Jumper Cables 101: How To Jump Start A Car
It sure can be a frustrating situation when you try to start your car but nothing happens. Car batteries do not start for a number of reasons. The car might have an alternator that is trashed, leading to the battery not being able to start. You might have left your lights on overnight or the cold weather does a number on your battery. Ultimately, if it is none of these things, then you might have a dead battery that is in need of being jumped. Use someone else’s vehicle to help by using their live battery to jump start your dead one.
Make sure to park the vehicle with the live battery next to the dead vehicle. Get them as close to each other as possible without causing any damage to the two vehicles.
If you have the radio, interior lights, or headlights turned on, be sure to turn them all the way off. Even with the battery dead in your vehicle, you will want all these things off to not drain power from the main focus of this task: starting the vehicle’s engine.
To start, turn both cars completely off, and set the brakes to keep them in place. Put each car into park or neutral, if your car is a manual transmission.
Notice where the positive and negative battery terminals are. The positive terminals are always signified by the color red. Also, if you are unsure, be aware that the positive and negative signs are marked as “+” and “-“on the battery. First, see if there is any corrosion on the battery. Clean them off and start the car to see if that was the problem. The Trial and Error Method can be used here. Your battery might not be bad, but just have a poor connection.
The jumper cable clamps need to be separated, so there is no risk of them touching each other, which would lead to a short circuit. Jumper cables usually do not have the same length, when it comes to its leads, so it helps protect from this. But, others are the same length. Make completely sure that the cables have not been damaged or modified in any way. So, be aware.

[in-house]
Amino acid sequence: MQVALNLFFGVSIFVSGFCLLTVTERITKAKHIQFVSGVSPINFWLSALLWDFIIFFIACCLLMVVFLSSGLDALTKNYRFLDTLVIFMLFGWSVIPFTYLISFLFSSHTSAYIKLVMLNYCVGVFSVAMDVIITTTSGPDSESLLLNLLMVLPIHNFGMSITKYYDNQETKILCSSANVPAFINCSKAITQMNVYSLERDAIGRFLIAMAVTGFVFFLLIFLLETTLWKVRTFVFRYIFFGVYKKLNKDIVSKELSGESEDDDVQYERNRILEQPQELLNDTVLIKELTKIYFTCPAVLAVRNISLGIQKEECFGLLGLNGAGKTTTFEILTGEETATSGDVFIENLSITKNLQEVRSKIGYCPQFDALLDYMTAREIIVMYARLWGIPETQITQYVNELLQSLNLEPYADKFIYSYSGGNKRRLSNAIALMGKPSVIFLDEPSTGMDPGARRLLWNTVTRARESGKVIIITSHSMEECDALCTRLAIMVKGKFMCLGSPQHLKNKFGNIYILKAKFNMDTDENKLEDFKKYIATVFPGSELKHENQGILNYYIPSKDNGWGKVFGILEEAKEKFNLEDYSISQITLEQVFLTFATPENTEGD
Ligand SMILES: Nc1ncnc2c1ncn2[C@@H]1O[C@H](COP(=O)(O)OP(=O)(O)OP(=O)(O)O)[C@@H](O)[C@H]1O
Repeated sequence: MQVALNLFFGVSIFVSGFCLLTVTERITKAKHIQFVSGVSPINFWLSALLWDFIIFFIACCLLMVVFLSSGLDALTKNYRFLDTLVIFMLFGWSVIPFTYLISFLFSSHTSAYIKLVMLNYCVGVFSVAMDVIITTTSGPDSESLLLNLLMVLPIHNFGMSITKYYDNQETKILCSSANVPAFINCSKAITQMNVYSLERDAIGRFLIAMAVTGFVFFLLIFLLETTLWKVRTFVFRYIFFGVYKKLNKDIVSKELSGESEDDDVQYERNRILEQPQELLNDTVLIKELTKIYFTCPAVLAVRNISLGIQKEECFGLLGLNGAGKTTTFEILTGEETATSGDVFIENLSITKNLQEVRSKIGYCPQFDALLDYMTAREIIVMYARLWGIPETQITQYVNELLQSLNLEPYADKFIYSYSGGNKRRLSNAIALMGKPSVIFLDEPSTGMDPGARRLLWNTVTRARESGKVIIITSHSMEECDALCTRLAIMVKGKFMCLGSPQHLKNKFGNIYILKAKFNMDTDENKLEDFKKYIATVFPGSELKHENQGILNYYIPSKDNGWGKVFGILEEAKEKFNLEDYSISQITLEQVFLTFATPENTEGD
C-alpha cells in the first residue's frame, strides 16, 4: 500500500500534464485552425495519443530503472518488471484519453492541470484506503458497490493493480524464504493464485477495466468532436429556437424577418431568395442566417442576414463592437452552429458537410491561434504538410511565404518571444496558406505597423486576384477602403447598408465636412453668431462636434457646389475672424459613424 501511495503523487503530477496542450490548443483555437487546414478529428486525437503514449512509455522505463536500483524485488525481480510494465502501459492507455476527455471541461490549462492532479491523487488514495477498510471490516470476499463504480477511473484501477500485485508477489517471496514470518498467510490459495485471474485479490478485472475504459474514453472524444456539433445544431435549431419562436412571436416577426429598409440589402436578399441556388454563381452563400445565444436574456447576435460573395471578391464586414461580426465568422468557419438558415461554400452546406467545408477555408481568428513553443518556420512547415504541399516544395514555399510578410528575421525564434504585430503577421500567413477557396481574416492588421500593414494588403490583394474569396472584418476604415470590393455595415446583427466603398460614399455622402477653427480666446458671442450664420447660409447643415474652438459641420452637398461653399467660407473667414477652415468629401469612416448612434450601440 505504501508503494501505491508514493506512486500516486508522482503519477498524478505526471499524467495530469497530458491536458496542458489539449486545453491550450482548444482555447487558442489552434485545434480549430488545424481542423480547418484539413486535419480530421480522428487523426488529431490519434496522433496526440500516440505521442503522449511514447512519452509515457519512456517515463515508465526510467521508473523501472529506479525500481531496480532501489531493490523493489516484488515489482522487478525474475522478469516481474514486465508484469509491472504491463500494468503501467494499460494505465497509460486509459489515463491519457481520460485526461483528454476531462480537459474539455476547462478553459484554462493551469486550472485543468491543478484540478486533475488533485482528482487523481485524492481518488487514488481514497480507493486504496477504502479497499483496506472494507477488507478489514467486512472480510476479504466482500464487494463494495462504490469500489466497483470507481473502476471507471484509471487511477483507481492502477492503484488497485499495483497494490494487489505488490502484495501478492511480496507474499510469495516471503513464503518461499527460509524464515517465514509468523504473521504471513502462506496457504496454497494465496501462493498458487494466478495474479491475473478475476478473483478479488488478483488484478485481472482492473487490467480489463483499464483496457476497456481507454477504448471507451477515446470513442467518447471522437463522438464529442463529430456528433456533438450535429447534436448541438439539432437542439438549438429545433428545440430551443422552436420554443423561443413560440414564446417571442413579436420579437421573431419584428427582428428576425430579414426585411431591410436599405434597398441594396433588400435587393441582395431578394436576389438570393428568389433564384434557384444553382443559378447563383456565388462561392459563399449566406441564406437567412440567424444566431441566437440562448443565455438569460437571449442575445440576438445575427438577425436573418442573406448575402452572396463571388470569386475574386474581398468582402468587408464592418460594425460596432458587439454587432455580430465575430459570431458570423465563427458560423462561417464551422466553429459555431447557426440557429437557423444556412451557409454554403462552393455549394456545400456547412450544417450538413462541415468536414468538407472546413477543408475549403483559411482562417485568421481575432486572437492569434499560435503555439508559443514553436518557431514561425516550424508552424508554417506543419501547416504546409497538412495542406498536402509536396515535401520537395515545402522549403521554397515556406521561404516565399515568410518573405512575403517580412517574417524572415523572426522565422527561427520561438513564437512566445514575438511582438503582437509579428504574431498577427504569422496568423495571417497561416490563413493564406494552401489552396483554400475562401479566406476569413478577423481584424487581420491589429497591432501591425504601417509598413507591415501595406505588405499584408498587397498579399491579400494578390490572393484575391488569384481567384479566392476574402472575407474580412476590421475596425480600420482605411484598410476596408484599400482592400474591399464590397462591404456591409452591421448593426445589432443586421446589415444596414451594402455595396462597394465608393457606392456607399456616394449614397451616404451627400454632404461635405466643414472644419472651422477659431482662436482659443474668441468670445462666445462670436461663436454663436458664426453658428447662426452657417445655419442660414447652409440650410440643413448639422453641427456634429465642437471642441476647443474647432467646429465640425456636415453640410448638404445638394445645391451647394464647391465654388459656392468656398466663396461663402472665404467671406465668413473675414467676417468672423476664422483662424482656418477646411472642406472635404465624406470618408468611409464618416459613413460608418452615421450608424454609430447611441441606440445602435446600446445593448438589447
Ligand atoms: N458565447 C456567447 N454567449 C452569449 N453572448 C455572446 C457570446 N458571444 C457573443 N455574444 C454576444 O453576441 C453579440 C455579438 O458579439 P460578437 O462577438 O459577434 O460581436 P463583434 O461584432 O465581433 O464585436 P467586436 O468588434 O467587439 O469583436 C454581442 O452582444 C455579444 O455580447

To get clamping, place one securely on the positive terminal of the dead battery first. The clamps need to be attached completely. For some vehicles, there might be a plastic cover over the positive battery terminal that needs to come off.
For the next step, use the other red clamp and place it over the positive terminal on the live battery. The clamp must be completely secured, and not vulnerable to vibration from the engine.
For the black jumper cables, connect one of them to the live car battery first. Do not mess this step up. If you do, there could be a fire, destroyed jumper cables, or something worse.
Lastly, you will need to ground the last clamp that you have left. This clamp will need to attach to an unpainted metal surface inside the vehicle of the dead battery. Make sure that this is placed as far away from the battery as possible. Some places to put this clamp could be on a bolt from the engine block. This area will be unpainted, and the clamp will “bite down” effectively and hold into place, even when the engine comes back on. The second clamp that is black could go on the negative terminal of the dead car battery, but this could cause sparks and ignite fumes from the battery. Better to be safe than sorry, so don’t ignite your car on fire from hydrogen in the battery. Do not allow any of the jumper cables to dangle in the engine area. If moving parts come back on, when the battery is renewed, they could catch the cables, and cause a real safety hazard.
Now is the time to start the vehicle with the live battery. Let it run for a couple of minutes before you try to start the dead vehicle. The RPMs should be up to around 3,000, as the attempt to start the other battery begins. After this takes place, it is time to start the dead car battery, and we hope it is a success for you!
Finally, with dead battery now live, it is time to disconnect jumper cables properly. Make sure you go in the correct order. First take off the negative clamp that was on the engine block. Next, remove the other black clamp from the other battery. Finally, you will remove need to remove the red clamp from the donor battery that worked all along, and end by removing the positive terminal from the dead battery that has now arisen. To this point, you have done it. You are ready to get on with the rest of your day! Drive safe!
Morris Rollison is a car blog writer. She loves everything about cars. She really appreciates her viewers who take the time to read her articles. She is always open to your questions or reviews. If you need some automotive articles written for your website, contact her at